Chinese surgeons will try to remove 23 needles from a woman that doctors believe may have been embedded under her skin by grandparents trying to kill her so that a baby boy might take her place.
The needles — about an inch in length — were discovered by X-ray after Luo Cuifen, 29, went to doctors complaining of blood in her urine.
Many of the needles have worked their way into Luo’s vital organs including her lungs, liver, bladder and kidneys, making their removal difficult, said Qu Rui, a spokesman for the Richland International Hospital in Yunnan province’s capital, Kunming.
He said six of the 23 needles, all of them in the woman’s abdomen, would be removed Tuesday in the first of several expected operations.
“Tomorrow’s surgery carries a definite degree of risk,” Qu said.
According to a hospital news release, Luo has for years suffered from severe depression and anxiety and long-term insomnia, and was completely unable to do any heavy lifting or hard physical labor.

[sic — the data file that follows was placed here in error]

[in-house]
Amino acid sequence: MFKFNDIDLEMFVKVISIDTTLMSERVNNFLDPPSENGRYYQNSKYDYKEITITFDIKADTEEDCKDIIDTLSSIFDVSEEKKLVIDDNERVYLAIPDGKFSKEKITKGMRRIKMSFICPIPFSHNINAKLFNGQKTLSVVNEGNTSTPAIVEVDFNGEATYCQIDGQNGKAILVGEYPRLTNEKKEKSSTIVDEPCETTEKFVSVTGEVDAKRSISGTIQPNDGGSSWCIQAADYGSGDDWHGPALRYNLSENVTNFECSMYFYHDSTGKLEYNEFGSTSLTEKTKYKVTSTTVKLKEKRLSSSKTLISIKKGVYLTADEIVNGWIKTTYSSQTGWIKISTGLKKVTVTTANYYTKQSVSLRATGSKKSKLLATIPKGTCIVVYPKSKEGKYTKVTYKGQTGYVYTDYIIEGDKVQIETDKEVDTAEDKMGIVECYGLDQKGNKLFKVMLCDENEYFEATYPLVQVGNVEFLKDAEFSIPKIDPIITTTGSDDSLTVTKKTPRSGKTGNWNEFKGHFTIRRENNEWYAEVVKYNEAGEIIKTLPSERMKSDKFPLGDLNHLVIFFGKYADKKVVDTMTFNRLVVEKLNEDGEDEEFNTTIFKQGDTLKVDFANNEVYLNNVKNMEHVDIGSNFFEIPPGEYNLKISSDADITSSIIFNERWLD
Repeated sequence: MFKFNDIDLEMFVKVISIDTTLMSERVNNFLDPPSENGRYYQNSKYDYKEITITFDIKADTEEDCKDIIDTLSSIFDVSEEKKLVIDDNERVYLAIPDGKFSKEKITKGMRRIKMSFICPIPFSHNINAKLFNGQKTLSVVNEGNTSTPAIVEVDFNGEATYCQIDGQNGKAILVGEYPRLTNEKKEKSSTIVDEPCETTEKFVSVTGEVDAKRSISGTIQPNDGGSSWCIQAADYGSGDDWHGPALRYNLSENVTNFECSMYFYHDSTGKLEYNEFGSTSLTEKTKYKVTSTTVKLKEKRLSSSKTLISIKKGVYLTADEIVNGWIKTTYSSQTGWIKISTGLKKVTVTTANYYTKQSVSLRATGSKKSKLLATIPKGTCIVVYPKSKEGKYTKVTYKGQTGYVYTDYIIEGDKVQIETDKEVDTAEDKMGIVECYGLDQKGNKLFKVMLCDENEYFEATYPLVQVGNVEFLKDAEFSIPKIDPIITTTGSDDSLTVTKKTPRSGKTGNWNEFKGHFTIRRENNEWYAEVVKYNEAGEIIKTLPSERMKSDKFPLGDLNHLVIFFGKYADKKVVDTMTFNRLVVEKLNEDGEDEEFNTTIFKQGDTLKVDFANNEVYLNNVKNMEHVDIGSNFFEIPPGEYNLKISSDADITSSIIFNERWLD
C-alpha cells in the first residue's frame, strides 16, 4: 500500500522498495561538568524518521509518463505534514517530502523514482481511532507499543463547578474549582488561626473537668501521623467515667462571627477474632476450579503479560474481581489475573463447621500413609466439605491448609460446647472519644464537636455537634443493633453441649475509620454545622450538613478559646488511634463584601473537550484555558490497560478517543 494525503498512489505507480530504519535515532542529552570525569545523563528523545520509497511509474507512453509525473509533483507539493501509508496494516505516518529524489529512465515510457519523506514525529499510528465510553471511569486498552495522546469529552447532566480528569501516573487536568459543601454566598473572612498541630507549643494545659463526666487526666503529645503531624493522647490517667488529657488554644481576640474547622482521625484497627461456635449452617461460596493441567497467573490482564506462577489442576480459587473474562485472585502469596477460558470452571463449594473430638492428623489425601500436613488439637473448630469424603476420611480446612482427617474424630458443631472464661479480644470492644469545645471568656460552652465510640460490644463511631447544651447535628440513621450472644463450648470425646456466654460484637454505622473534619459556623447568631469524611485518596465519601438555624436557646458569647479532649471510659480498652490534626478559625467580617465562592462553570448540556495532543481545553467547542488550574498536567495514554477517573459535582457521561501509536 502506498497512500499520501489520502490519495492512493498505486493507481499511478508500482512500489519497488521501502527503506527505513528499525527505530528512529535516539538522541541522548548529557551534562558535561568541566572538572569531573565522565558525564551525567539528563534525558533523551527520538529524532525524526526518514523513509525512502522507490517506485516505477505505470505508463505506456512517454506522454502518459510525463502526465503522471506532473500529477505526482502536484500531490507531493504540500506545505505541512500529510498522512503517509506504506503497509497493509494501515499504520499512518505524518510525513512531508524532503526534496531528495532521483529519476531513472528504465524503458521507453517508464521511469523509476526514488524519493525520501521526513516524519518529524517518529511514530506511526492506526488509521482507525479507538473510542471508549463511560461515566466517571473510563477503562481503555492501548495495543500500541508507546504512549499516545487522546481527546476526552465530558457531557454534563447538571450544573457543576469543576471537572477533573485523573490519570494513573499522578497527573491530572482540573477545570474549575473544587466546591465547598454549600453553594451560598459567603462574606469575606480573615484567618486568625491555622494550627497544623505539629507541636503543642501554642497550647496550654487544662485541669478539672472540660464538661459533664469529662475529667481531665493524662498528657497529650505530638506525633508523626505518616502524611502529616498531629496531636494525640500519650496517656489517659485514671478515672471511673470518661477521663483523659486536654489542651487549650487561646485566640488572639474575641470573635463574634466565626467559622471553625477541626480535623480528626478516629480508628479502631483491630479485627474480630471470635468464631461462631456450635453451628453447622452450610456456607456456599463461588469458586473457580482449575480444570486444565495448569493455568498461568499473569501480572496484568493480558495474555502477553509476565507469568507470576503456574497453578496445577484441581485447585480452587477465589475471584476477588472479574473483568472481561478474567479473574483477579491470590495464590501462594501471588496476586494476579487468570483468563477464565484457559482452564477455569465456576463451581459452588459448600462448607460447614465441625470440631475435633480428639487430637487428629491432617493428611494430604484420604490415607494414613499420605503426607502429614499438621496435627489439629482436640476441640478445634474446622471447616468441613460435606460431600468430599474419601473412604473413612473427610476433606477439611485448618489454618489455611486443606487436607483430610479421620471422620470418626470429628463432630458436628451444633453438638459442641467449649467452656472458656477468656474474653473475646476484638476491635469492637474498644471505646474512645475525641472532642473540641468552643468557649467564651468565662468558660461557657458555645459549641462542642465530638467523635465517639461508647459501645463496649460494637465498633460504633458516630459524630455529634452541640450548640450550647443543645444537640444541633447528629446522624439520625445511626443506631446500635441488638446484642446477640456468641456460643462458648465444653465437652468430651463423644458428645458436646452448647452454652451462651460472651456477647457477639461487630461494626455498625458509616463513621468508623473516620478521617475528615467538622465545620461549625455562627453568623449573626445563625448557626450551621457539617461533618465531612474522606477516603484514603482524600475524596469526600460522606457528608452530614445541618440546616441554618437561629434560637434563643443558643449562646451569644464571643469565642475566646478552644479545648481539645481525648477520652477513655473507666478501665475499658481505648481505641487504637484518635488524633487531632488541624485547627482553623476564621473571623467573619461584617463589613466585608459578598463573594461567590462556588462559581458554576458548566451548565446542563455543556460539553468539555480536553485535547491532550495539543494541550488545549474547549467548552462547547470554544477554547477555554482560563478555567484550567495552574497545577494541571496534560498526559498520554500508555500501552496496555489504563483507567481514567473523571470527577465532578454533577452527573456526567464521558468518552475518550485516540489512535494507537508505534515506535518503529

The operation will involve 23 doctors in fields ranging from women’s medicine to neurology and including bone specialists and cardiologists, the news release said. Doctors from Canada and the United States will join those from China in the operation.
Qu said doctors believe the woman’s grandparents may have inserted the needles long ago, hoping she would die and her parents might have a boy in her place. China limits most families to just one child, although rural Chinese may be allowed to have a second if their first is a girl, subject to the payment of fines.
It wasn’t clear whether further investigations into the case were planned, with media reports saying Luo’s grandparents had already died.
In many parts of China, baby boys are still heavily favored over girls because they are bound by tradition to support their parents in their old age, and because they carry on the family name.
Infanticide and abortions of female fetuses have created a skewed ratio between the genders, with 119 boys reported born for every 100 girls, according to official figures. By comparison, the ratio in industrialized countries is between 104 and 107 boys for every 100 girls.